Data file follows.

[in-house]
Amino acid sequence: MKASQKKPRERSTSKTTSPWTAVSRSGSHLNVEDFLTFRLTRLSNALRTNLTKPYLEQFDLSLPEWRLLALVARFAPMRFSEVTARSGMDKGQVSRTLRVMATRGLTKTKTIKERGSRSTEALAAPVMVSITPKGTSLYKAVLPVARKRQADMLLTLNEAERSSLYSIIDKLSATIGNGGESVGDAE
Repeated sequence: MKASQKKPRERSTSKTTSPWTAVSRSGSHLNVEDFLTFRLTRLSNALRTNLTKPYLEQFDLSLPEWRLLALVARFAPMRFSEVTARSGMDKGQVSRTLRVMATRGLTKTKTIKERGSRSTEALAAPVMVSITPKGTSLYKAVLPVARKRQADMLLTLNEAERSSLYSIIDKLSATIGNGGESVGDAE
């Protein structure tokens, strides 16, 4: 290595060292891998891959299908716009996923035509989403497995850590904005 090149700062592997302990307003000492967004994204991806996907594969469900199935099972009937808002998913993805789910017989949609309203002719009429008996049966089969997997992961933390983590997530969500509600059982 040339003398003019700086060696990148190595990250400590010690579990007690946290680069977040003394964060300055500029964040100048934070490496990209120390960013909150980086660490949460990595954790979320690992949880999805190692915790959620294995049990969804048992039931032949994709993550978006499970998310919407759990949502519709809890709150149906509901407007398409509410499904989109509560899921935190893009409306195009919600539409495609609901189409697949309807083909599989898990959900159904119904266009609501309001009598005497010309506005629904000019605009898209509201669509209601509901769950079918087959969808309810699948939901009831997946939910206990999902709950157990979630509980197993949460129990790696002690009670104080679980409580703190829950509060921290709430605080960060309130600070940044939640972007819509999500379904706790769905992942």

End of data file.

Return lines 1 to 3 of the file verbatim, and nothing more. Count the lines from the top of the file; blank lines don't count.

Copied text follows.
[in-house]
Amino acid sequence: MKASQKKPRERSTSKTTSPWTAVSRSGSHLNVEDFLTFRLTRLSNALRTNLTKPYLEQFDLSLPEWRLLALVARFAPMRFSEVTARSGMDKGQVSRTLRVMATRGLTKTKTIKERGSRSTEALAAPVMVSITPKGTSLYKAVLPVARKRQADMLLTLNEAERSSLYSIIDKLSATIGNGGESVGDAE
Repeated sequence: MKASQKKPRERSTSKTTSPWTAVSRSGSHLNVEDFLTFRLTRLSNALRTNLTKPYLEQFDLSLPEWRLLALVARFAPMRFSEVTARSGMDKGQVSRTLRVMATRGLTKTKTIKERGSRSTEALAAPVMVSITPKGTSLYKAVLPVARKRQADMLLTLNEAERSSLYSIIDKLSATIGNGGESVGDAE